“I’m already too funny.” He smiled at her. She looks like Anong, he thought. Maybe she was Anong. “Next time,” he said, reaching out to touch her glimmering skin. Then he turned and walked to the middle of Bangla road with the plastic baggy of fried grasshoppers in his hand.  

The rest of that night he ran through the streets and side-streets and along the beach pathways and back alleyways of Phuket. He stopped and walked when he needed. He sat too, when his body ached. The beach breeze of the night air felt good. That’s what he loved most about Thailand: the breeze in the night time. It reminded him that a new day was near. He came to the end of one street and looked out at the sea before him. Far out, high-beamed lights stretched across the horizon. He walked to the beach and collapsed on the cool sand. He looked again out to the lights. They were the safety and night lights of tankers and rigs that drilled the bottom of the sea floor to suck out black oil. Am I the rig or the oil, Cleveland thought. He wasn’t sure he cared, really, or if it mattered. Either way, it was a miracle, wasn’t it, how he always survived? You can’t lose. Remember, he thought.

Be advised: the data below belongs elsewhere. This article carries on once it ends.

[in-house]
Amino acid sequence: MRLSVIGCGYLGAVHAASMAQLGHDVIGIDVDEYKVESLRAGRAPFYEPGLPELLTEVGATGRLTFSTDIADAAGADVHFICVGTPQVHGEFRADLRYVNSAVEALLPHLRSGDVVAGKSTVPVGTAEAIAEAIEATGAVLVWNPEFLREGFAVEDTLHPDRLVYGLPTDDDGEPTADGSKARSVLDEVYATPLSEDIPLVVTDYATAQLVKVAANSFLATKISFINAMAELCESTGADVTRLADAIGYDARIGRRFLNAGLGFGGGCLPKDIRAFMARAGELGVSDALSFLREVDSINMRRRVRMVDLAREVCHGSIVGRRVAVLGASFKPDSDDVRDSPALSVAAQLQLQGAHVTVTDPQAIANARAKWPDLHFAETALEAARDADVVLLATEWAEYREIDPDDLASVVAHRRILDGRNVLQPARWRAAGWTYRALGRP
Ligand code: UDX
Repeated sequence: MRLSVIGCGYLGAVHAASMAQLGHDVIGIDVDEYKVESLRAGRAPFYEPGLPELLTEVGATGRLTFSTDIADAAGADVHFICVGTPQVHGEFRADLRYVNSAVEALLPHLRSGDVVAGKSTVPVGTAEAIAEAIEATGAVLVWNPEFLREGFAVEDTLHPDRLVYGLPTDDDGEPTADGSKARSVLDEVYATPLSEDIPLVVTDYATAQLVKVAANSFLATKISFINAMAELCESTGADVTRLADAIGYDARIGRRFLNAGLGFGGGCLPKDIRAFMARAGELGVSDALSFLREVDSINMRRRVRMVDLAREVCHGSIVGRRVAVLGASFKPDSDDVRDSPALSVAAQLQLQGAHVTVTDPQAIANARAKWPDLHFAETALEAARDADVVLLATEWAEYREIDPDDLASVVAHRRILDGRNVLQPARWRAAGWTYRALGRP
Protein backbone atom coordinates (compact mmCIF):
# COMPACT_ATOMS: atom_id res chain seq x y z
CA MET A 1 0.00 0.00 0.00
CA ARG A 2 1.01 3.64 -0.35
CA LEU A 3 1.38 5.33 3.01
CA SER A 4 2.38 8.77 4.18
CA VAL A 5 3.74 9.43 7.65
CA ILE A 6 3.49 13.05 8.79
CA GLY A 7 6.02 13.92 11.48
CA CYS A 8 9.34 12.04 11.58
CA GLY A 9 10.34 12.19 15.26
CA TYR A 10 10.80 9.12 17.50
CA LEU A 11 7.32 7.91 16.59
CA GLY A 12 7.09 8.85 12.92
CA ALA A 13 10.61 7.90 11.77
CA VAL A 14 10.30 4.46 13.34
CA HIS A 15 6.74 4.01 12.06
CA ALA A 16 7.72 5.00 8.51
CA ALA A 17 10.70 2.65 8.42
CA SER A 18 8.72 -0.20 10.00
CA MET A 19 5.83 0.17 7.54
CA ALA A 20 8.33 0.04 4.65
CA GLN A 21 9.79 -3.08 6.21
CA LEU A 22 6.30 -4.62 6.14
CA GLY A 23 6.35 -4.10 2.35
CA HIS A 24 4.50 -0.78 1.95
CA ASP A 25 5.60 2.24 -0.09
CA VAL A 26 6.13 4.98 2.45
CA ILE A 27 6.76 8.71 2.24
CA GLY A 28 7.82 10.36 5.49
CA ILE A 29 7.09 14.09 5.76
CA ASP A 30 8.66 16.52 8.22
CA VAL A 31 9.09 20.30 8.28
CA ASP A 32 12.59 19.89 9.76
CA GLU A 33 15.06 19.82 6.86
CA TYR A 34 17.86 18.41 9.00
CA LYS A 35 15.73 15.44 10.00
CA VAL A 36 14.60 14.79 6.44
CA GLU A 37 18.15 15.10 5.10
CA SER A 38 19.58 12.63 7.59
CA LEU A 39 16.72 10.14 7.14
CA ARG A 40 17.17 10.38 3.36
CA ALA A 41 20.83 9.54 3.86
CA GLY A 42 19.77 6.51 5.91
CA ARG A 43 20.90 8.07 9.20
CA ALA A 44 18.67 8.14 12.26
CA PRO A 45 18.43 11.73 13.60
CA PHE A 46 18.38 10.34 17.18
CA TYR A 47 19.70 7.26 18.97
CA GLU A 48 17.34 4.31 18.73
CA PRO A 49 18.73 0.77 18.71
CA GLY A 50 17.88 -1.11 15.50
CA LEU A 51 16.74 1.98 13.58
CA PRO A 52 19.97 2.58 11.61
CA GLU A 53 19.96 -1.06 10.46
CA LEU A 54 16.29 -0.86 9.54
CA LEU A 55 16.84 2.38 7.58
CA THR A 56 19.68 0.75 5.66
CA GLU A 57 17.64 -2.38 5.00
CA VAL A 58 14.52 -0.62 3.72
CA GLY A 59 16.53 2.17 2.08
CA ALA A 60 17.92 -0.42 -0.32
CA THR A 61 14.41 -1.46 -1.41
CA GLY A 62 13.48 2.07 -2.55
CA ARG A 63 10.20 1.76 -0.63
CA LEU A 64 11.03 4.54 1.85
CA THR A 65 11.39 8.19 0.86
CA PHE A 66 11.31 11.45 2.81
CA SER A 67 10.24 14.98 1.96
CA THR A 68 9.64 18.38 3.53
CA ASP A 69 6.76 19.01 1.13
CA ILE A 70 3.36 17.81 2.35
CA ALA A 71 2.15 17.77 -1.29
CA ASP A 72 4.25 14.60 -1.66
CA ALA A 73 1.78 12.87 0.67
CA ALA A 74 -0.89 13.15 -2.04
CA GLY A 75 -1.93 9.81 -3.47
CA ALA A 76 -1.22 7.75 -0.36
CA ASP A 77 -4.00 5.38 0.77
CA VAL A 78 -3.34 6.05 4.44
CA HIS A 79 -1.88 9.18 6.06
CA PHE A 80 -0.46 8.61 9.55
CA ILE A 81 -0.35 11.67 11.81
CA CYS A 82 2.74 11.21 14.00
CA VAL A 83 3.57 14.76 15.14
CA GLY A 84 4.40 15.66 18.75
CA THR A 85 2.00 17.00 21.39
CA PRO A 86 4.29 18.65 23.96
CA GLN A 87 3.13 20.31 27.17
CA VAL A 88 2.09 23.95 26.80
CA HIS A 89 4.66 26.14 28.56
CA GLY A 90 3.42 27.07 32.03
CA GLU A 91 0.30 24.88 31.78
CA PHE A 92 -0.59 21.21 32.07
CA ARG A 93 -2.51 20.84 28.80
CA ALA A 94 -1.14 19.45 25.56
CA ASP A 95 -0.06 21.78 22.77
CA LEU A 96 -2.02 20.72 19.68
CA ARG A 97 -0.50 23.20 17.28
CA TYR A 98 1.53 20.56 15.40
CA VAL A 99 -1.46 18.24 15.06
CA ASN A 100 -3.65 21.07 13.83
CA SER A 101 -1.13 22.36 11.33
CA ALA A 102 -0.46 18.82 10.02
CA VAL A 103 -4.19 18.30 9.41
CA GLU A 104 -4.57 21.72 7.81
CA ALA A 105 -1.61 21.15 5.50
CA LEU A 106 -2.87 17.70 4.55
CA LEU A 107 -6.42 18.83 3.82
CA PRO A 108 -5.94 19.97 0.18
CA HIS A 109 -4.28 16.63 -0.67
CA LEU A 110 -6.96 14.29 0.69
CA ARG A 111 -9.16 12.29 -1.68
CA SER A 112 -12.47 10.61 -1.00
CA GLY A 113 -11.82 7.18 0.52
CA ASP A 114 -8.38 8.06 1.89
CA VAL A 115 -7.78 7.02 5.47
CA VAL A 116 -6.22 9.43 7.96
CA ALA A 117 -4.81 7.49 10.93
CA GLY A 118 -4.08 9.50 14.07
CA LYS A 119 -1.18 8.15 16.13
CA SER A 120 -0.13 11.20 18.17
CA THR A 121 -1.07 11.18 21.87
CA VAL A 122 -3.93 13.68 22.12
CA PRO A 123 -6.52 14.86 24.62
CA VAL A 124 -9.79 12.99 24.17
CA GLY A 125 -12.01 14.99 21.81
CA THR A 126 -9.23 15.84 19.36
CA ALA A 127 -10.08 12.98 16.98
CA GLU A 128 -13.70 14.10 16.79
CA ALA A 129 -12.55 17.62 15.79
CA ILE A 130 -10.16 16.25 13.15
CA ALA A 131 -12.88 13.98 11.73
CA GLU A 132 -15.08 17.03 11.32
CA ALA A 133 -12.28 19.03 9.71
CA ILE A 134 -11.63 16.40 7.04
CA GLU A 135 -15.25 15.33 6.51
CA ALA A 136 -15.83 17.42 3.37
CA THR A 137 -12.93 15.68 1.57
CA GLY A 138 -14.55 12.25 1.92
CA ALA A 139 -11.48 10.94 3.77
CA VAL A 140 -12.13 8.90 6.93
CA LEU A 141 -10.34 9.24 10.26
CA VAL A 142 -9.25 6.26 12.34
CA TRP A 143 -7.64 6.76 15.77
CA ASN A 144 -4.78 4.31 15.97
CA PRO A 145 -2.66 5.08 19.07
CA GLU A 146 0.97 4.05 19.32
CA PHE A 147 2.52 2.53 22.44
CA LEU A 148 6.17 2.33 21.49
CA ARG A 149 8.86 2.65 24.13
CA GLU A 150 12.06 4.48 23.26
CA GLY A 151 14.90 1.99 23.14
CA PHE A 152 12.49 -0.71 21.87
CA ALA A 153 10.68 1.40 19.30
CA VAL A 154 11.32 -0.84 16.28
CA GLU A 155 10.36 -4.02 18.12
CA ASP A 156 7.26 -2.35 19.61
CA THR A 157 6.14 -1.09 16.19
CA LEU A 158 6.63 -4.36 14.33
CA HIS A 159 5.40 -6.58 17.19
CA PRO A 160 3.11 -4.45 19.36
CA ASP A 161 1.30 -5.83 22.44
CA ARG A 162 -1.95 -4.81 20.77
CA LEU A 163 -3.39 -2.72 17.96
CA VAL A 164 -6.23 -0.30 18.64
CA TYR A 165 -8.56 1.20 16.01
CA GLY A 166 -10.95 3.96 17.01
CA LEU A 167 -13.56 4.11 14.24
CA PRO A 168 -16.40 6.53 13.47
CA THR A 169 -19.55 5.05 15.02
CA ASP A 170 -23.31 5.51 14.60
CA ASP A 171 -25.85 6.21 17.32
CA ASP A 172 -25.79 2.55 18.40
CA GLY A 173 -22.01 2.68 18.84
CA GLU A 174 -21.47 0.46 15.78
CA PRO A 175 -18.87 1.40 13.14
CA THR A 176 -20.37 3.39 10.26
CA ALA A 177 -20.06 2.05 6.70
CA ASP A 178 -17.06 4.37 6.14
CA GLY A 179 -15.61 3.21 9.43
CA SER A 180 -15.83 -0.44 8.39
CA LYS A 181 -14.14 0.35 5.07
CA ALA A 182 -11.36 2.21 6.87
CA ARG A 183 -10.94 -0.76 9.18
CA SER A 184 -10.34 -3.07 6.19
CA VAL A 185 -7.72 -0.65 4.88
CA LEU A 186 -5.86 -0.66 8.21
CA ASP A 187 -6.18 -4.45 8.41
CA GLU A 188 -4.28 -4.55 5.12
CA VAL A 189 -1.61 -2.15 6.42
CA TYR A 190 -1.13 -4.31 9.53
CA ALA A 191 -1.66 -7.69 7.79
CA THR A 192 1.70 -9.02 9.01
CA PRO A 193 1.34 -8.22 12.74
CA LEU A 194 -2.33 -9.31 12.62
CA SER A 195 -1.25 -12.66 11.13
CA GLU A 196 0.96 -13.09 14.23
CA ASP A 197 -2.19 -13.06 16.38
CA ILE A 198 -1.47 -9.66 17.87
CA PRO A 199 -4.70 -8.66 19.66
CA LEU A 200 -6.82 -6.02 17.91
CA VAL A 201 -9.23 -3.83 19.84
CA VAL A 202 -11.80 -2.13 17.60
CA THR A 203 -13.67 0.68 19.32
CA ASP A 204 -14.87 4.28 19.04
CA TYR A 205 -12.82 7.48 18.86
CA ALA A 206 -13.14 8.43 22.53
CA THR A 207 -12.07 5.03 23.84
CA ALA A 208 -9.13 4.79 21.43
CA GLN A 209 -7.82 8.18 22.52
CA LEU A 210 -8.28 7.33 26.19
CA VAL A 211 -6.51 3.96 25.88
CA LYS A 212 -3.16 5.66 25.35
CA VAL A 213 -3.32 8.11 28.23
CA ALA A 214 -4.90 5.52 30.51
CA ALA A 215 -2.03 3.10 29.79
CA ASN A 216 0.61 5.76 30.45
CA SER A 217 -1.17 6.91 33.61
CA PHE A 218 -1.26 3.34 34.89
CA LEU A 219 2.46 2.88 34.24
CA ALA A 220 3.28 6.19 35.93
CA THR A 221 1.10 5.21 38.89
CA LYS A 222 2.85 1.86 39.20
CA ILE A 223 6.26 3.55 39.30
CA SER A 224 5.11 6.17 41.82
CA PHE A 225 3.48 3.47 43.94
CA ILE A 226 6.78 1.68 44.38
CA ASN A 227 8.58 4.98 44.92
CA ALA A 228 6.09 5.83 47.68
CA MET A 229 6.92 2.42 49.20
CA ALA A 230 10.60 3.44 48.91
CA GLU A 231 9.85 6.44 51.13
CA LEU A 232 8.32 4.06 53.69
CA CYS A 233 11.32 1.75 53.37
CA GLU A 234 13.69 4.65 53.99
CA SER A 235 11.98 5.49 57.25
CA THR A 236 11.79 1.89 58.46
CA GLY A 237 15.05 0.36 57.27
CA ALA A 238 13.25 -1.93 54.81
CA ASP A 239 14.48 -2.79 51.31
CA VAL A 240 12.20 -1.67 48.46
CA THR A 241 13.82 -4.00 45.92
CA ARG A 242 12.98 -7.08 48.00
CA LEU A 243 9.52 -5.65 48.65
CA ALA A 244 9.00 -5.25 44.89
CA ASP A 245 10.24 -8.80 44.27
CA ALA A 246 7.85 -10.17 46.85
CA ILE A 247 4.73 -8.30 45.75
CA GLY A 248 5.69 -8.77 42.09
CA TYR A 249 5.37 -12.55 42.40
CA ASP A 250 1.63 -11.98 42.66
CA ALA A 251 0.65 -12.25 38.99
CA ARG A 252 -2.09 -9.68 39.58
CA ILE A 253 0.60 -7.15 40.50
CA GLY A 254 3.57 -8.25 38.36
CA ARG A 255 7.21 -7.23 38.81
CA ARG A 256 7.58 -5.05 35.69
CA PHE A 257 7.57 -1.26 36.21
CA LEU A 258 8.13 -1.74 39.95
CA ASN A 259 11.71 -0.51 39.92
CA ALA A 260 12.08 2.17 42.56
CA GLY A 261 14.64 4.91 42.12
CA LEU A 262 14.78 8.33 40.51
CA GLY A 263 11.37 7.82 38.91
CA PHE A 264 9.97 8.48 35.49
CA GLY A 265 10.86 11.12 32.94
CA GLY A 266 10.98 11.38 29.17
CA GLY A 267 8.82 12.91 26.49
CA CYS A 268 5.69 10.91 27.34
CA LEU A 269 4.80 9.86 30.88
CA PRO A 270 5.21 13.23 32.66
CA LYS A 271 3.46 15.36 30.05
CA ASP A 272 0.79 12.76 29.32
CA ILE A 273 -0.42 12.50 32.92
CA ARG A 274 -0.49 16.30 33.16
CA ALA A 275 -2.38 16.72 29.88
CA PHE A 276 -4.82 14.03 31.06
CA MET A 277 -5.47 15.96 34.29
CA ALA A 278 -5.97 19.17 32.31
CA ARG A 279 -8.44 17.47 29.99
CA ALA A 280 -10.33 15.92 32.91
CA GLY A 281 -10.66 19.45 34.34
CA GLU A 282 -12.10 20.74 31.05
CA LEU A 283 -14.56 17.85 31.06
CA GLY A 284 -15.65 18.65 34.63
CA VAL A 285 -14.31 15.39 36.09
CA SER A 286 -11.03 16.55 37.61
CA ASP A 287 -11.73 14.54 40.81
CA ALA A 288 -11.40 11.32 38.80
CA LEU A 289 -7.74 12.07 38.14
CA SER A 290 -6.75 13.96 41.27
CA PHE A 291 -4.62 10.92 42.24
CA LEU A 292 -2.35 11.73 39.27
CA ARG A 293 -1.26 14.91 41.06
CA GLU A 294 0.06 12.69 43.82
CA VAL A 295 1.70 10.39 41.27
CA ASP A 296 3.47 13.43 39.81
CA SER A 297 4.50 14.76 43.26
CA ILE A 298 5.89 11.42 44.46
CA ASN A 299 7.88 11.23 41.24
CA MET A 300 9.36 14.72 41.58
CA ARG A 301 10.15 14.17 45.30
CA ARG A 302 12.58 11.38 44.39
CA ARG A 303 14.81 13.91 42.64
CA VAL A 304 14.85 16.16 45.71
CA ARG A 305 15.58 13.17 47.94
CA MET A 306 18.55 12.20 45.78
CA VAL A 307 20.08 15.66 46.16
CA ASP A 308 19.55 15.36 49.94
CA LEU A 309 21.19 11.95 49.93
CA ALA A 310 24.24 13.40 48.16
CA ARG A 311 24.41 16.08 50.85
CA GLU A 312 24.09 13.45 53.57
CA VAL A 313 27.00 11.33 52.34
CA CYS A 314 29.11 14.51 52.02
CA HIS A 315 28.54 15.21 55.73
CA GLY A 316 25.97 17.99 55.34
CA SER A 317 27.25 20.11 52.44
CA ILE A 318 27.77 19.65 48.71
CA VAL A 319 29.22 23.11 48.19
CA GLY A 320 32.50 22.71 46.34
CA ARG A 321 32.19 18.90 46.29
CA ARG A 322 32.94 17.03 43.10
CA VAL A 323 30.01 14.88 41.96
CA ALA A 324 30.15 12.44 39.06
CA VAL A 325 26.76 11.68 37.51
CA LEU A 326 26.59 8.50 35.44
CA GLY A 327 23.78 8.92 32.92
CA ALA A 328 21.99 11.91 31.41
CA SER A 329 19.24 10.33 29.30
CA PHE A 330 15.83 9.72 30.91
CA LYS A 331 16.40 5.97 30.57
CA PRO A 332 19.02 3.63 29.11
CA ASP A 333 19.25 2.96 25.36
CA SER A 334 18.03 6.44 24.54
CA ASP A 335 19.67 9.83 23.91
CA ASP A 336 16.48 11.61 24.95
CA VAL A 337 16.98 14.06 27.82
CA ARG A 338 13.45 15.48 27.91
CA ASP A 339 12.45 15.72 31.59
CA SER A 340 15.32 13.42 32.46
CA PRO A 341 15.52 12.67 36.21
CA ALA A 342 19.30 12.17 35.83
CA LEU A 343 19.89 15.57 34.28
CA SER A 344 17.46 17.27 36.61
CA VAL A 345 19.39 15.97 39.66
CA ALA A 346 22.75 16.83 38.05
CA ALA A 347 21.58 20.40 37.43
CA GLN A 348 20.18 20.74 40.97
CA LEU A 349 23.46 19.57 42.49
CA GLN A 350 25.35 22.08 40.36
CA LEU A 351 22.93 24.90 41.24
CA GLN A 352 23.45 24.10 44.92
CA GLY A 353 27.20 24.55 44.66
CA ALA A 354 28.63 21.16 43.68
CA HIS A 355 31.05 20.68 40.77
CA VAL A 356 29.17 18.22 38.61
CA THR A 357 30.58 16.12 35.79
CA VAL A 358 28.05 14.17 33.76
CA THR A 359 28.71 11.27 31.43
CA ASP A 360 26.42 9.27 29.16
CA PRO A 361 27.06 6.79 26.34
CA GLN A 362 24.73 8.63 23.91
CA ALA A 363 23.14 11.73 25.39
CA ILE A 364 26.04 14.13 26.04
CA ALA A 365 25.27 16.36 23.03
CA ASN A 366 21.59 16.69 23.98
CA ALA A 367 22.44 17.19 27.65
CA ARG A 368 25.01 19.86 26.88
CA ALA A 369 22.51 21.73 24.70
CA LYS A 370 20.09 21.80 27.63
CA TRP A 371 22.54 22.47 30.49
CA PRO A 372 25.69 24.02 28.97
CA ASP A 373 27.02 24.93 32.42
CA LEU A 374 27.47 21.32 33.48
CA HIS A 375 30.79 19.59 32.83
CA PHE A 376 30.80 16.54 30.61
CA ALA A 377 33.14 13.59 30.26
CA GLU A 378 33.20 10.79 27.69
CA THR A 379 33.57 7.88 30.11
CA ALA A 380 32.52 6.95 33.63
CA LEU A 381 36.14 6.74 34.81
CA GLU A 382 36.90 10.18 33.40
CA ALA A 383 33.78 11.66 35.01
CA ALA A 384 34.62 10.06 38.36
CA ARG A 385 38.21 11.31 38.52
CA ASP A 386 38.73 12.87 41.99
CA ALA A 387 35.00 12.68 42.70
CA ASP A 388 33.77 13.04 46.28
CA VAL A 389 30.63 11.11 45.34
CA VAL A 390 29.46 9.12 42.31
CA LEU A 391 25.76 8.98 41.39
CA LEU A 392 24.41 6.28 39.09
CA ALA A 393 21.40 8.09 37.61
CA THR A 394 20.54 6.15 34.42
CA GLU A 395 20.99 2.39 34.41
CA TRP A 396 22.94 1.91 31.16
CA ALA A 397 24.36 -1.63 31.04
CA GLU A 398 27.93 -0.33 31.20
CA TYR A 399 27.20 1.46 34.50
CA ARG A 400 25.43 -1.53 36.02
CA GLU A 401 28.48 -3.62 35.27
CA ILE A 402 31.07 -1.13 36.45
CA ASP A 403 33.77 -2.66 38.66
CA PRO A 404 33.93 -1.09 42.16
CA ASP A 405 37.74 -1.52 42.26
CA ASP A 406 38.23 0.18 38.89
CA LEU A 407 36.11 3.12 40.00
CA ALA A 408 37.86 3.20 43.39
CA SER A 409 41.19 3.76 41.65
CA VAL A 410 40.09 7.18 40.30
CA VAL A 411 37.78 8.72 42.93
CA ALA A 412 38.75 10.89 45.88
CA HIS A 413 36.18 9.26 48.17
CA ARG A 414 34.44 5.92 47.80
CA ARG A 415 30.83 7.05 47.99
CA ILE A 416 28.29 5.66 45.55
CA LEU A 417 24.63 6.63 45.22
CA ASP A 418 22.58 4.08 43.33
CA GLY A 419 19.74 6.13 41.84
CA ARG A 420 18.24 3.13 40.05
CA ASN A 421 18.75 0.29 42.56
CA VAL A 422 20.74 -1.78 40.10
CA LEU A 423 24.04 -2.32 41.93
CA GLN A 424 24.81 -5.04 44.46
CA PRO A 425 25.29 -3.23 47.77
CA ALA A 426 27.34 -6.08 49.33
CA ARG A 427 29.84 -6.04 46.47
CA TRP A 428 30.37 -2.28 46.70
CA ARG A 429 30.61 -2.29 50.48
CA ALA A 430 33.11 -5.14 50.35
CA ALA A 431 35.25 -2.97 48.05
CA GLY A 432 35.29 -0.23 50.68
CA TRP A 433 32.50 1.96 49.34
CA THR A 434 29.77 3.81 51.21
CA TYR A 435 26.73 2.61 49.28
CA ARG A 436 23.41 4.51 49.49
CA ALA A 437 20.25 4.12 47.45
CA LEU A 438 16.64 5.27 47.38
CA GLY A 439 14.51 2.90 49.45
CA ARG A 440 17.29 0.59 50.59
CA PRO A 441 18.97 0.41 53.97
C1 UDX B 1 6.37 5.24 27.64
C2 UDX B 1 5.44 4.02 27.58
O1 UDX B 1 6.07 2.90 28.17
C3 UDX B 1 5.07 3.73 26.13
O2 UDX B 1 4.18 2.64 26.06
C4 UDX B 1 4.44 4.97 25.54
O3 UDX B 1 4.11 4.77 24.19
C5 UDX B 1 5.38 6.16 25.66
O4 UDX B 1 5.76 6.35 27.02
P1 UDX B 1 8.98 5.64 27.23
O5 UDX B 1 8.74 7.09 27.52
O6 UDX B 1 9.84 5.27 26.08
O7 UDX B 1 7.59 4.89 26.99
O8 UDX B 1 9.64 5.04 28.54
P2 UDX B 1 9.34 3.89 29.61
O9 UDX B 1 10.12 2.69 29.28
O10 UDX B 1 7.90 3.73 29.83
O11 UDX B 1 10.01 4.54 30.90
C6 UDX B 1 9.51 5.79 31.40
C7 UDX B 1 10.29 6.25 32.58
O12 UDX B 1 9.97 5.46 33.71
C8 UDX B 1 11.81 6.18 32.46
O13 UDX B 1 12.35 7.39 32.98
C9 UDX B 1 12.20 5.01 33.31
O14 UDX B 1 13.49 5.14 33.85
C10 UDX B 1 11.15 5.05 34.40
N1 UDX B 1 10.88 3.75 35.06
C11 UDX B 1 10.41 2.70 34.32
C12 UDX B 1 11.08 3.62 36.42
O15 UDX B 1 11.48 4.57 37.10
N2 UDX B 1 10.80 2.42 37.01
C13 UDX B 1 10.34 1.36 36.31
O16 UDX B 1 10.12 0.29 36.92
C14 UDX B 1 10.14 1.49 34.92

He surrendered like that until daybreak when the morning sky looked like God had vomited all of the most vibrant colors in the world right there for him and then he swam in the tepid ocean water that felt like velvet on his flesh and the smell of the water reminded him of pickle juice.

Bradford Philen

Bradford Philen is the author of the novel Autumn Falls and the short story collection Everything is Insha'Allah. His full list of publications can be found at He writes and teaches in the Philippines where he lives with his wife and son.